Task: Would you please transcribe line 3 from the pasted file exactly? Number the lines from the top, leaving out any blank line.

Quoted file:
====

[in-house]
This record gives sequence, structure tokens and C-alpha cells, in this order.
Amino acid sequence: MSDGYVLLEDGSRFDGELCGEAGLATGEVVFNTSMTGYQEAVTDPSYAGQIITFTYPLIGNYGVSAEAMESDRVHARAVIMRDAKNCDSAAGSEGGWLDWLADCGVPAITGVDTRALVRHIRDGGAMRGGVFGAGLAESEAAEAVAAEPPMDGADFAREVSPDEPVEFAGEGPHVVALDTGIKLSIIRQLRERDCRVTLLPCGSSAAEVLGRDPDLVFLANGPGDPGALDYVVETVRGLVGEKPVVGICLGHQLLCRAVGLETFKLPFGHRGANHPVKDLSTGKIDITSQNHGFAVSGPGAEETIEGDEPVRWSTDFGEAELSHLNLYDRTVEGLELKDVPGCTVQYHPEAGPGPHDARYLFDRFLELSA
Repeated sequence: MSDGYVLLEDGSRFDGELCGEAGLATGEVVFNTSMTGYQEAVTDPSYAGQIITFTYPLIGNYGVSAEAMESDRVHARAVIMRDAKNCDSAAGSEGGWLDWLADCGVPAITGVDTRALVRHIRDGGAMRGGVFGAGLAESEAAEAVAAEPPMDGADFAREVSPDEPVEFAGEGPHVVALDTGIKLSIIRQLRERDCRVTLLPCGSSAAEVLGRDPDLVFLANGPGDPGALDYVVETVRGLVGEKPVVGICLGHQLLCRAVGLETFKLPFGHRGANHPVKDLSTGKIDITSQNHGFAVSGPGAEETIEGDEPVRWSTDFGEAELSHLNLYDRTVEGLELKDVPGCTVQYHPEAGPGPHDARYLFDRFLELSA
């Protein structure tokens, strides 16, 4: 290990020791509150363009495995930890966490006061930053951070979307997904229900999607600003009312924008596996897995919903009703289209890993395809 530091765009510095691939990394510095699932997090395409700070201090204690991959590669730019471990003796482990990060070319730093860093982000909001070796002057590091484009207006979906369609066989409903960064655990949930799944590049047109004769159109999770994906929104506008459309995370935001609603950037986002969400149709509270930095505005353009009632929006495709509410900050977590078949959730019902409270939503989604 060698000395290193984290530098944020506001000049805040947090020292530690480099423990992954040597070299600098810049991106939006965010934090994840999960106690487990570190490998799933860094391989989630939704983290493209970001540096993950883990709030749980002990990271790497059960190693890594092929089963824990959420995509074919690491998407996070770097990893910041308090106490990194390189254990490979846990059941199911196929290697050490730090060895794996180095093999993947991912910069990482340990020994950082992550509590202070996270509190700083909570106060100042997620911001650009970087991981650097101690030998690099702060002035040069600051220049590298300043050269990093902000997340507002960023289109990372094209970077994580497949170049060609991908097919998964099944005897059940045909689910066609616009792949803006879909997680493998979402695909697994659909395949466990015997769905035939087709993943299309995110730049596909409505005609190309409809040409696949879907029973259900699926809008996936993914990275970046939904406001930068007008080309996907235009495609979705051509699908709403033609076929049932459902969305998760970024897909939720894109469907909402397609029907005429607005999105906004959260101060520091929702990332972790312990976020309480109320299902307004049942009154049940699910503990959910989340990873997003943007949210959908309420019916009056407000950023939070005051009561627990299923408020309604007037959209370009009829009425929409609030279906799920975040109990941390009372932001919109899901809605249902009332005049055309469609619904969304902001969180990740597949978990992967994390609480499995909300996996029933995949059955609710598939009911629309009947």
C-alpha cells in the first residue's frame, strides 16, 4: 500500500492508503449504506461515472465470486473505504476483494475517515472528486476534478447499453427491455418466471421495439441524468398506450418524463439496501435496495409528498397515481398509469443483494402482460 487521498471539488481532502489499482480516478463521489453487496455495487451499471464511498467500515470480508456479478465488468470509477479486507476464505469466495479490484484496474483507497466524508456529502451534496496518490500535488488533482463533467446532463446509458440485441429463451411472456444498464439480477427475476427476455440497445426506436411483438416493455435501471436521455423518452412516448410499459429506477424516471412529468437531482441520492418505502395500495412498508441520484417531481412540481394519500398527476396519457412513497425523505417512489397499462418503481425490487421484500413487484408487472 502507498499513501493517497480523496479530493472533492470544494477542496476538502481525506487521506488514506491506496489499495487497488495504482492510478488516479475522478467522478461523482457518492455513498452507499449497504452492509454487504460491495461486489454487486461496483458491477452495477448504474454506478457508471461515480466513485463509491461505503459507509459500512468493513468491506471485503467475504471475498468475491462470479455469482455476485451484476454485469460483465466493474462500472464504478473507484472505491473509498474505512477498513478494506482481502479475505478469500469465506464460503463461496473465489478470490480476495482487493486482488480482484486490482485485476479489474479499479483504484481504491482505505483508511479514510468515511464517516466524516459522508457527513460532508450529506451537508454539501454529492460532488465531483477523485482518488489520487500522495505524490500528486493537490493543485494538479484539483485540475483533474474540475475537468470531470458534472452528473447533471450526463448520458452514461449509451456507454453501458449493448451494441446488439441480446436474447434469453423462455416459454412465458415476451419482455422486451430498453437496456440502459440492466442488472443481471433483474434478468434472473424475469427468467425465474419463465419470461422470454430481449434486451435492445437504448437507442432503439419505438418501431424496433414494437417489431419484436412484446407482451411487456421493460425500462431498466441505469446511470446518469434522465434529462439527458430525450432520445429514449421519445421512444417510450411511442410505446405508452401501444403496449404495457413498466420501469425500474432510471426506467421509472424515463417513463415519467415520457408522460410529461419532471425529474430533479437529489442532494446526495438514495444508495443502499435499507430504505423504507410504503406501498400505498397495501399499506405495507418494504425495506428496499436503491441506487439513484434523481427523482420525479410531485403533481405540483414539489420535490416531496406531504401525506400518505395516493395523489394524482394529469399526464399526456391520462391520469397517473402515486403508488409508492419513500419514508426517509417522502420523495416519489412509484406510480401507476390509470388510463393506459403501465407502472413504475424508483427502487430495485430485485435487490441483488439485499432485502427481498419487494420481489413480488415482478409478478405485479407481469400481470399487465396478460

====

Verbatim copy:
Amino acid sequence: MSDGYVLLEDGSRFDGELCGEAGLATGEVVFNTSMTGYQEAVTDPSYAGQIITFTYPLIGNYGVSAEAMESDRVHARAVIMRDAKNCDSAAGSEGGWLDWLADCGVPAITGVDTRALVRHIRDGGAMRGGVFGAGLAESEAAEAVAAEPPMDGADFAREVSPDEPVEFAGEGPHVVALDTGIKLSIIRQLRERDCRVTLLPCGSSAAEVLGRDPDLVFLANGPGDPGALDYVVETVRGLVGEKPVVGICLGHQLLCRAVGLETFKLPFGHRGANHPVKDLSTGKIDITSQNHGFAVSGPGAEETIEGDEPVRWSTDFGEAELSHLNLYDRTVEGLELKDVPGCTVQYHPEAGPGPHDARYLFDRFLELSA